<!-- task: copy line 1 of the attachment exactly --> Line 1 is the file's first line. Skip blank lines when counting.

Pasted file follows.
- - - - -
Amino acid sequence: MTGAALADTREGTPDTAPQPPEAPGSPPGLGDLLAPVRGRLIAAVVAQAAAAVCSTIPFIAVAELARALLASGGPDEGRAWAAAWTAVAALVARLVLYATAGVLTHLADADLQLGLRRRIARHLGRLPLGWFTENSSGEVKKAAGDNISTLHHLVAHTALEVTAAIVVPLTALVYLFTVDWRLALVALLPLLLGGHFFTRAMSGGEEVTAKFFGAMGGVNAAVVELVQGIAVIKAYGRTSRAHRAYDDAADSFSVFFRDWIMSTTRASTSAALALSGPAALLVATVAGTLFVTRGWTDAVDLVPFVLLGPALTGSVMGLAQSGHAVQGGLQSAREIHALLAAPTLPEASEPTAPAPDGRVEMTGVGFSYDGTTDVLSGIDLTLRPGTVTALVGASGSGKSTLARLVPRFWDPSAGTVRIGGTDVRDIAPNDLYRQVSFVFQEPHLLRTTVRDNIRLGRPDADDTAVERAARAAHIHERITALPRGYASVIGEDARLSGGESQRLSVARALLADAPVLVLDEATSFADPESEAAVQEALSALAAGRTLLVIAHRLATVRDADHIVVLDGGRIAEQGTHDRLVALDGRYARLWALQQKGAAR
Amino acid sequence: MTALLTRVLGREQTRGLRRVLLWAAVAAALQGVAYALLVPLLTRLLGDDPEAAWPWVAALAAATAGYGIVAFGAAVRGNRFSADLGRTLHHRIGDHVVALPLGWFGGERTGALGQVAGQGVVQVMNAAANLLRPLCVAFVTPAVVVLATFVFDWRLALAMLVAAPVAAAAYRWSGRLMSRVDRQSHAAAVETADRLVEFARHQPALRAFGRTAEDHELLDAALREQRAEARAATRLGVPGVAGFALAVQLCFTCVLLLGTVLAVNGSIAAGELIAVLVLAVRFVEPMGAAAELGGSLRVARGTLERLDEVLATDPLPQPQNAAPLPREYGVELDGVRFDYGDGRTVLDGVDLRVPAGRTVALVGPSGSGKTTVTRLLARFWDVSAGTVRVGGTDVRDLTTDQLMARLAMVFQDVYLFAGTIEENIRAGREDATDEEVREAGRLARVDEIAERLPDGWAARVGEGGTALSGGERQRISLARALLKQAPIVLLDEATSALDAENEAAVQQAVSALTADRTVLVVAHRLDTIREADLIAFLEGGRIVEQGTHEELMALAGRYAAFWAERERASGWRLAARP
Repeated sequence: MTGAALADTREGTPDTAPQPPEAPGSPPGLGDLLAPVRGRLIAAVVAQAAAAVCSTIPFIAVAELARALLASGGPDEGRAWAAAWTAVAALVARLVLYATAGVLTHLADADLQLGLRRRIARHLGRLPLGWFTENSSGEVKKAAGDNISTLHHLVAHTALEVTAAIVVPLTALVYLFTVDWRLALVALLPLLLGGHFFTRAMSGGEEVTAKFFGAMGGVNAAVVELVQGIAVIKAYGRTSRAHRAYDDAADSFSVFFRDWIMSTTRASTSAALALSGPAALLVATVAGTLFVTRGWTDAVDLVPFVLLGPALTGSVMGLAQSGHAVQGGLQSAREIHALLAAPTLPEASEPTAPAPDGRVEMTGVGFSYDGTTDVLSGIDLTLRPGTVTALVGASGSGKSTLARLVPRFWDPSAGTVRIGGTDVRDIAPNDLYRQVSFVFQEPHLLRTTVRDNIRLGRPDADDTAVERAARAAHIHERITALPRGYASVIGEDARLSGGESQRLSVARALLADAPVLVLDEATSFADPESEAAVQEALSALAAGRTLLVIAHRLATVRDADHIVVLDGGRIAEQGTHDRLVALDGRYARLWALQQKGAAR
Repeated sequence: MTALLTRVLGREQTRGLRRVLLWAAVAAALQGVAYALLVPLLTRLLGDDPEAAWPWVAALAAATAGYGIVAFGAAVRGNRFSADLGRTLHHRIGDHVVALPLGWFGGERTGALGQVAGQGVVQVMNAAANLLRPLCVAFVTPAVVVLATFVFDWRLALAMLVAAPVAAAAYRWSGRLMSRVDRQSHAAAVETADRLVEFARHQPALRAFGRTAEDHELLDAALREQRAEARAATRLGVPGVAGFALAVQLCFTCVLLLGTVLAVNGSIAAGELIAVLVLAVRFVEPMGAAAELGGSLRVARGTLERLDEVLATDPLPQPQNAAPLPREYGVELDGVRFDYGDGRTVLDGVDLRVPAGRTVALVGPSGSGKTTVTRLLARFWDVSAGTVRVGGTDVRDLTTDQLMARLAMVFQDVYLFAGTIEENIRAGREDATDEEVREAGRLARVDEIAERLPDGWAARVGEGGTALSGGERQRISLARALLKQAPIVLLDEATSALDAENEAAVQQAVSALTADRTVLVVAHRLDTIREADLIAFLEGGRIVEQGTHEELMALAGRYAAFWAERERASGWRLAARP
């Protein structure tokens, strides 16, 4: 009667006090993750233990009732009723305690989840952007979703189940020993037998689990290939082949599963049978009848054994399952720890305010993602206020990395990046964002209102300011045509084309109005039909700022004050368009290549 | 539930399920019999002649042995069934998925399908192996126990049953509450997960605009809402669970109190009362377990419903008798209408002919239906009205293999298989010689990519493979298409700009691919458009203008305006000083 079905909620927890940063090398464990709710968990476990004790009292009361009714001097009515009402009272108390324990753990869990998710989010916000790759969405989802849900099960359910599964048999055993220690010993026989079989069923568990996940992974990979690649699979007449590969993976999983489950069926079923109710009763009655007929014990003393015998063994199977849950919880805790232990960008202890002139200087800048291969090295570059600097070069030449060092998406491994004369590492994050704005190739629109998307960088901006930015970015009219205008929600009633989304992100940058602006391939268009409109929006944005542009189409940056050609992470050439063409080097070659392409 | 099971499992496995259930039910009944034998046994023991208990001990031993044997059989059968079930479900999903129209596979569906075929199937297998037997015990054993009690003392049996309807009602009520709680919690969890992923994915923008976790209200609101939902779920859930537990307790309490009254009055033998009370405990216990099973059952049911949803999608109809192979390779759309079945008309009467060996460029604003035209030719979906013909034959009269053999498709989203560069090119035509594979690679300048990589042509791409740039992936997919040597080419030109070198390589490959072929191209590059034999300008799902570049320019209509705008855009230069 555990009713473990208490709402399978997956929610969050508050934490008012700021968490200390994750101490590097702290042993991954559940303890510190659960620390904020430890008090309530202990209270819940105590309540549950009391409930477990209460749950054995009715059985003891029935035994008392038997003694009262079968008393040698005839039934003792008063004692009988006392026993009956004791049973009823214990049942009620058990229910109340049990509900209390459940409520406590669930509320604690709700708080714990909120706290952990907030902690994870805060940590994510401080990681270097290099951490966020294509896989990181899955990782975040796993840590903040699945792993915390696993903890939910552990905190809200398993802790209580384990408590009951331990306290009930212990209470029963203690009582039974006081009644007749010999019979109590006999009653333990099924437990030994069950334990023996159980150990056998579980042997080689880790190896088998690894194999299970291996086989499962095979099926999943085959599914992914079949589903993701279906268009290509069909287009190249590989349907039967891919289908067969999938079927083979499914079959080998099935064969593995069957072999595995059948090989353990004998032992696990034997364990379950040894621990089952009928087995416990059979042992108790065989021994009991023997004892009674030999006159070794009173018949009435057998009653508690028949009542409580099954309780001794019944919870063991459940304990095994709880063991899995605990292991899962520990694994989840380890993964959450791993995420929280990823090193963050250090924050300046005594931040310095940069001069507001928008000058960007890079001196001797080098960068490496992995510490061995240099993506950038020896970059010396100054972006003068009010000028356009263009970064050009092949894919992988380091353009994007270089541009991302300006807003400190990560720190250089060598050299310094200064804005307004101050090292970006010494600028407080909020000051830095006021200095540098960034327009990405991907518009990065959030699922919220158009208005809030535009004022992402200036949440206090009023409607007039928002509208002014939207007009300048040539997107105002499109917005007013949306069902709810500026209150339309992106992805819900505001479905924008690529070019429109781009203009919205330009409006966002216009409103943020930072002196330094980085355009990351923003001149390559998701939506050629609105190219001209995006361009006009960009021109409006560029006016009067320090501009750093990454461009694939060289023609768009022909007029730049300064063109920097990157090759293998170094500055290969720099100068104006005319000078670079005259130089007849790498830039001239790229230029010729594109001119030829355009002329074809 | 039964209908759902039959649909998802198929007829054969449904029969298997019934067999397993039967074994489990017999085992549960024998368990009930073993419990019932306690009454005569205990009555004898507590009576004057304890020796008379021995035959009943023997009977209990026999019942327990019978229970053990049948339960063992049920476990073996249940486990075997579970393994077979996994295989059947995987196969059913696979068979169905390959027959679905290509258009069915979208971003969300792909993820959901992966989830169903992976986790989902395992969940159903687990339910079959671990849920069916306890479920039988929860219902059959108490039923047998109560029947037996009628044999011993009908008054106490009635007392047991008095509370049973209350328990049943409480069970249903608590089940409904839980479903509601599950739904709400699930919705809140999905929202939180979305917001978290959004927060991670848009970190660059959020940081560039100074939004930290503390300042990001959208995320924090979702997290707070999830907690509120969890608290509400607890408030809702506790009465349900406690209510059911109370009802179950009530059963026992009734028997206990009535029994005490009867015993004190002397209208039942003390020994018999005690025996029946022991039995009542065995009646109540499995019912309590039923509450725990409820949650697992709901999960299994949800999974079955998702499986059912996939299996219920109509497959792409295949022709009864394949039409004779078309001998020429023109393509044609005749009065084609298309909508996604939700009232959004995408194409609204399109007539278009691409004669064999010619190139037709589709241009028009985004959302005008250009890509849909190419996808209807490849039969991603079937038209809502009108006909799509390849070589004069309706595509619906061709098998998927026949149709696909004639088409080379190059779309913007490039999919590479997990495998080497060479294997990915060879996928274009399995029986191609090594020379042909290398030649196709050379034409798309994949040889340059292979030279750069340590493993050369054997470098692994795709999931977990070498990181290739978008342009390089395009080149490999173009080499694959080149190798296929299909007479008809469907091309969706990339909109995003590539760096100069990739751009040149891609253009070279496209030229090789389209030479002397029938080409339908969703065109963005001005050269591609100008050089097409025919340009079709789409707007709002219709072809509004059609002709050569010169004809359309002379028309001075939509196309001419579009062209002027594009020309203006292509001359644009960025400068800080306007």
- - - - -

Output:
Amino acid sequence: MTGAALADTREGTPDTAPQPPEAPGSPPGLGDLLAPVRGRLIAAVVAQAAAAVCSTIPFIAVAELARALLASGGPDEGRAWAAAWTAVAALVARLVLYATAGVLTHLADADLQLGLRRRIARHLGRLPLGWFTENSSGEVKKAAGDNISTLHHLVAHTALEVTAAIVVPLTALVYLFTVDWRLALVALLPLLLGGHFFTRAMSGGEEVTAKFFGAMGGVNAAVVELVQGIAVIKAYGRTSRAHRAYDDAADSFSVFFRDWIMSTTRASTSAALALSGPAALLVATVAGTLFVTRGWTDAVDLVPFVLLGPALTGSVMGLAQSGHAVQGGLQSAREIHALLAAPTLPEASEPTAPAPDGRVEMTGVGFSYDGTTDVLSGIDLTLRPGTVTALVGASGSGKSTLARLVPRFWDPSAGTVRIGGTDVRDIAPNDLYRQVSFVFQEPHLLRTTVRDNIRLGRPDADDTAVERAARAAHIHERITALPRGYASVIGEDARLSGGESQRLSVARALLADAPVLVLDEATSFADPESEAAVQEALSALAAGRTLLVIAHRLATVRDADHIVVLDGGRIAEQGTHDRLVALDGRYARLWALQQKGAAR